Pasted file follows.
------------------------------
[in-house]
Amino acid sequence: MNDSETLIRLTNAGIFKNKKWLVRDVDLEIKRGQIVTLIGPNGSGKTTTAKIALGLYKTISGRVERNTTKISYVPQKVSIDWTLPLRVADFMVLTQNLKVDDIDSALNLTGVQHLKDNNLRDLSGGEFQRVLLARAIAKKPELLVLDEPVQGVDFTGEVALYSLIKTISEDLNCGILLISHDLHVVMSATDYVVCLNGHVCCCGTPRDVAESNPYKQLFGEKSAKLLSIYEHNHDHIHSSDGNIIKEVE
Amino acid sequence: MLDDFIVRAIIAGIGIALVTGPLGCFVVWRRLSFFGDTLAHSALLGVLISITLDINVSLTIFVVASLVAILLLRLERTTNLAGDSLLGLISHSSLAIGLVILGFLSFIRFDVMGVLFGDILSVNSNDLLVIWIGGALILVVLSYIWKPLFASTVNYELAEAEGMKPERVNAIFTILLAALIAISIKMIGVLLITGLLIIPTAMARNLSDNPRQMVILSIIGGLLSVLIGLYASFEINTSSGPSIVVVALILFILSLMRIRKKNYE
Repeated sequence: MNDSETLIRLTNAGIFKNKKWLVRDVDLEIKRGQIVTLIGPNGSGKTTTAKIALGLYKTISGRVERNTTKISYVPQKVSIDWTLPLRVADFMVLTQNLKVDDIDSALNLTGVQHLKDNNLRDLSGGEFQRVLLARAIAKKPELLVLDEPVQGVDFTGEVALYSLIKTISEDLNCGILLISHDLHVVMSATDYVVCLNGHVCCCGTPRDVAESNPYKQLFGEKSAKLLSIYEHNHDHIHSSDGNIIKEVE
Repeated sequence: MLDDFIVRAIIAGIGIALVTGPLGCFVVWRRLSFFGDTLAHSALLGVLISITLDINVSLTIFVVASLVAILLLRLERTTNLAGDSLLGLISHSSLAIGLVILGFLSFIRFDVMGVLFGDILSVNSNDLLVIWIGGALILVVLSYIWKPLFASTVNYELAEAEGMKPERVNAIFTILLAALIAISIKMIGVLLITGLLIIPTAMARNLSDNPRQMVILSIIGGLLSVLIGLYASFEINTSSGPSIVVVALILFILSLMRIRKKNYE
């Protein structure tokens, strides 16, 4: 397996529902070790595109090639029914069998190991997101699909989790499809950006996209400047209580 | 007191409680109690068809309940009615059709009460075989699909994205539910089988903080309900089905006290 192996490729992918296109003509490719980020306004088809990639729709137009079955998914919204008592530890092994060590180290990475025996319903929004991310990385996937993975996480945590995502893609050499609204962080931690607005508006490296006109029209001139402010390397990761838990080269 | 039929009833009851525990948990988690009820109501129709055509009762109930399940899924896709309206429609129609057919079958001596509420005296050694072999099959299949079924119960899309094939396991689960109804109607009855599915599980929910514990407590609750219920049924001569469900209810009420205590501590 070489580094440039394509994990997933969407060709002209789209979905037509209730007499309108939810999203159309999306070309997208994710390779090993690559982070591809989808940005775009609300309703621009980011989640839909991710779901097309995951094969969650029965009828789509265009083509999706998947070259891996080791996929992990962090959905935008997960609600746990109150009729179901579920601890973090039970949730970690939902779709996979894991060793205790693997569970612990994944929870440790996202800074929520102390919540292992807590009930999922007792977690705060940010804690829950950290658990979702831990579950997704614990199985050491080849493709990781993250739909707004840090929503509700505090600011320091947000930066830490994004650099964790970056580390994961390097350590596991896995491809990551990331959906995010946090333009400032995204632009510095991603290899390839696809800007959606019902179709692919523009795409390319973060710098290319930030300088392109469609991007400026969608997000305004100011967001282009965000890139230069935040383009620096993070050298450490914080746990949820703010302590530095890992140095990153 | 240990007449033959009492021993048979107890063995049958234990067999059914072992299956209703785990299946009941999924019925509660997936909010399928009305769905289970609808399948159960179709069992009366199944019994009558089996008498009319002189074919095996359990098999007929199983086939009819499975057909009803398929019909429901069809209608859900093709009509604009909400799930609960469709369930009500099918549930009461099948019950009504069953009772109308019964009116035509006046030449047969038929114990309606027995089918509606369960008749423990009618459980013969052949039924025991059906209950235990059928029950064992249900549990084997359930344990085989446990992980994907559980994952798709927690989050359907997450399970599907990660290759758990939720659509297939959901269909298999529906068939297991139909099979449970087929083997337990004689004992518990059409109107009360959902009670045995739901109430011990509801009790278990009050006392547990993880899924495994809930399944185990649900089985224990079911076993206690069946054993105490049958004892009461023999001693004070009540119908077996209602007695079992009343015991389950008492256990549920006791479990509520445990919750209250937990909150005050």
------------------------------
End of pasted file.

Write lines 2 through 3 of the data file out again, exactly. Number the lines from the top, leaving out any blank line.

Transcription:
Amino acid sequence: MNDSETLIRLTNAGIFKNKKWLVRDVDLEIKRGQIVTLIGPNGSGKTTTAKIALGLYKTISGRVERNTTKISYVPQKVSIDWTLPLRVADFMVLTQNLKVDDIDSALNLTGVQHLKDNNLRDLSGGEFQRVLLARAIAKKPELLVLDEPVQGVDFTGEVALYSLIKTISEDLNCGILLISHDLHVVMSATDYVVCLNGHVCCCGTPRDVAESNPYKQLFGEKSAKLLSIYEHNHDHIHSSDGNIIKEVE
Amino acid sequence: MLDDFIVRAIIAGIGIALVTGPLGCFVVWRRLSFFGDTLAHSALLGVLISITLDINVSLTIFVVASLVAILLLRLERTTNLAGDSLLGLISHSSLAIGLVILGFLSFIRFDVMGVLFGDILSVNSNDLLVIWIGGALILVVLSYIWKPLFASTVNYELAEAEGMKPERVNAIFTILLAALIAISIKMIGVLLITGLLIIPTAMARNLSDNPRQMVILSIIGGLLSVLIGLYASFEINTSSGPSIVVVALILFILSLMRIRKKNYE